But this was also the first time that I got to sit down and write a script and do nothing else. Usually, I always have to work, or deliver flowers or do other day jobs. I had to find time in between all of that to actually write, but this was the first time that I got to do nothing but write a script and I did that for about 3 months straight. The way it worked itself out, I would work from 7 o’clock at night until like 4 or 5 o’clock in the morning.
It was really awful. I wasn’t seeing a lot of daylight. It was a really unhealthy experience but it was cool. It was fun to just immerse myself in nothing but screenwriting. And then when I wasn’t writing, all I was doing was reading books and screenplays and listening to screenwriters talk about their process and the principles they like to follow. Sometimes it would trigger cool things that would help me bring the movie in another direction.
“…I love making it extreme but it’s important that we have that heightened level of fantasy.”
NOFS: What’s the vibe like on set when you’re ripping someone’s face off? Because a lot of the special effects in Terrifier 2 are super gross.
Leone: The vibe on set is very upbeat. We’re all jokesters and goofing around most of the time. It’s not like Dave is in character or anything like that. As soon as I yell cut he’s back to being a cartoon character. Dave is like a walking Roger Rabbit. He’s so funny, just constantly joking and stuff. You know, it’s just stressful. It’s intense. No matter what movie you’re making the clock is always ticking so there’s always that element of stress somewhere.
But a kill sequence is very technical. [There was a kill scene] that took us 5 days to shoot, because some days it would just be one effect and it would just be four hours of me applying a scalp and [Art] cutting it and ripping it off. It was a whole day just for that. If anything, it was brutal for Cassie Hartnett because [during her kill scene] she was almost naked and we filmed that scene in a barn in the middle of the winter so it was freezing. It was insane. We had space heaters going and she was covered in blood, getting stuck to the rug and blankets, but not once did she complain or anything. She’s my MVP. I give her the “Every Right To Complain Award”. She was amazing. But it was fun. It was a fun atmosphere. Everybody was having a good time.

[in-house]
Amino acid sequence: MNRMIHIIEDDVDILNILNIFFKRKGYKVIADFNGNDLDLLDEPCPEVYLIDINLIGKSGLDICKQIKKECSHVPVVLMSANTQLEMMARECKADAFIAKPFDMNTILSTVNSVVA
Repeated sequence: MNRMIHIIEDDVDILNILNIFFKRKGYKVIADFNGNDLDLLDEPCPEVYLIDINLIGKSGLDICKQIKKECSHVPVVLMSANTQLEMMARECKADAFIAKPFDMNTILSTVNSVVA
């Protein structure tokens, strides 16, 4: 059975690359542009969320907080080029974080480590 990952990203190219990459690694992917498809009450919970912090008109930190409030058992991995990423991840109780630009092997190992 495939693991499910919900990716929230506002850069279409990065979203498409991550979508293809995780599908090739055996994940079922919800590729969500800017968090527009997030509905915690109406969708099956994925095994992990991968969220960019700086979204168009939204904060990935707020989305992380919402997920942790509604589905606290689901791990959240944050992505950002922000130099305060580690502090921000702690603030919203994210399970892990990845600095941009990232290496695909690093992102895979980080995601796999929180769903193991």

NOFS: Do you do your own practical effects because you know exactly how you want it to look or is it more of a money thing?
Leone: It’s a money thing. I would love to have a team come in and do it for me. I actually tried to hire a team for the first time in my life. Not to do all the effects but to do like 40% of it because it was so overwhelming. The script was ridiculous. It’s like 5 times the amount of effects that are in part 1. I told my producer, “we really gotta get somebody this time because we’ll never be able to finish this movie,” and we were talking to a company for a while trying to figure out budgets and stuff, and it seemed like it was going to work. We actually started buying materials for them, and then we just could not come to an agreement on the money that they wanted and then they wound up pulling out.